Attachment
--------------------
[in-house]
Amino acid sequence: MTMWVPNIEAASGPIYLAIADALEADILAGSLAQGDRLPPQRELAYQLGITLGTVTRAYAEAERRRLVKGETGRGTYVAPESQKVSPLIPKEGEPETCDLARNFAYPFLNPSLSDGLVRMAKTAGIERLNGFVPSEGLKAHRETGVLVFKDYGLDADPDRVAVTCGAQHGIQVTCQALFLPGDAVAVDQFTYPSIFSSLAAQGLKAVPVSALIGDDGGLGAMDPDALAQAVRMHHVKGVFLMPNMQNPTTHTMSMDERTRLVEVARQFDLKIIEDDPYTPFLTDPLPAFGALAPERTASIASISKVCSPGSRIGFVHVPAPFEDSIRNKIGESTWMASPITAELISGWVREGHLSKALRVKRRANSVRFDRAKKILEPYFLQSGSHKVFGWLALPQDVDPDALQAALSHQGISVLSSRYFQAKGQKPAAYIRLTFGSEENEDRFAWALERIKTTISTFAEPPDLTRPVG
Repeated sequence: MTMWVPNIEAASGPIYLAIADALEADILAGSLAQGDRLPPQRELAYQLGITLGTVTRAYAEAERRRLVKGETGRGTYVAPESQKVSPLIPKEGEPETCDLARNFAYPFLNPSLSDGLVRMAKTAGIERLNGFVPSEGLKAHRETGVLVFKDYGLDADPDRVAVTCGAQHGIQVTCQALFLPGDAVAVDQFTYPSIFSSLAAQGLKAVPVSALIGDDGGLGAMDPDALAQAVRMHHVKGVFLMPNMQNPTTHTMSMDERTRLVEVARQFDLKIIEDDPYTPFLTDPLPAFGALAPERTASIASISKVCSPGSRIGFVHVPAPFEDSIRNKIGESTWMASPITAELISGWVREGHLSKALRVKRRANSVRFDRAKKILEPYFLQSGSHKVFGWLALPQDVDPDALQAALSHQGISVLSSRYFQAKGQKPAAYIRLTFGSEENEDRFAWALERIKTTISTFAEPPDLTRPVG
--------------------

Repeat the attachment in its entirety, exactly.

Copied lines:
[in-house]
Amino acid sequence: MTMWVPNIEAASGPIYLAIADALEADILAGSLAQGDRLPPQRELAYQLGITLGTVTRAYAEAERRRLVKGETGRGTYVAPESQKVSPLIPKEGEPETCDLARNFAYPFLNPSLSDGLVRMAKTAGIERLNGFVPSEGLKAHRETGVLVFKDYGLDADPDRVAVTCGAQHGIQVTCQALFLPGDAVAVDQFTYPSIFSSLAAQGLKAVPVSALIGDDGGLGAMDPDALAQAVRMHHVKGVFLMPNMQNPTTHTMSMDERTRLVEVARQFDLKIIEDDPYTPFLTDPLPAFGALAPERTASIASISKVCSPGSRIGFVHVPAPFEDSIRNKIGESTWMASPITAELISGWVREGHLSKALRVKRRANSVRFDRAKKILEPYFLQSGSHKVFGWLALPQDVDPDALQAALSHQGISVLSSRYFQAKGQKPAAYIRLTFGSEENEDRFAWALERIKTTISTFAEPPDLTRPVG
Repeated sequence: MTMWVPNIEAASGPIYLAIADALEADILAGSLAQGDRLPPQRELAYQLGITLGTVTRAYAEAERRRLVKGETGRGTYVAPESQKVSPLIPKEGEPETCDLARNFAYPFLNPSLSDGLVRMAKTAGIERLNGFVPSEGLKAHRETGVLVFKDYGLDADPDRVAVTCGAQHGIQVTCQALFLPGDAVAVDQFTYPSIFSSLAAQGLKAVPVSALIGDDGGLGAMDPDALAQAVRMHHVKGVFLMPNMQNPTTHTMSMDERTRLVEVARQFDLKIIEDDPYTPFLTDPLPAFGALAPERTASIASISKVCSPGSRIGFVHVPAPFEDSIRNKIGESTWMASPITAELISGWVREGHLSKALRVKRRANSVRFDRAKKILEPYFLQSGSHKVFGWLALPQDVDPDALQAALSHQGISVLSSRYFQAKGQKPAAYIRLTFGSEENEDRFAWALERIKTTISTFAEPPDLTRPVG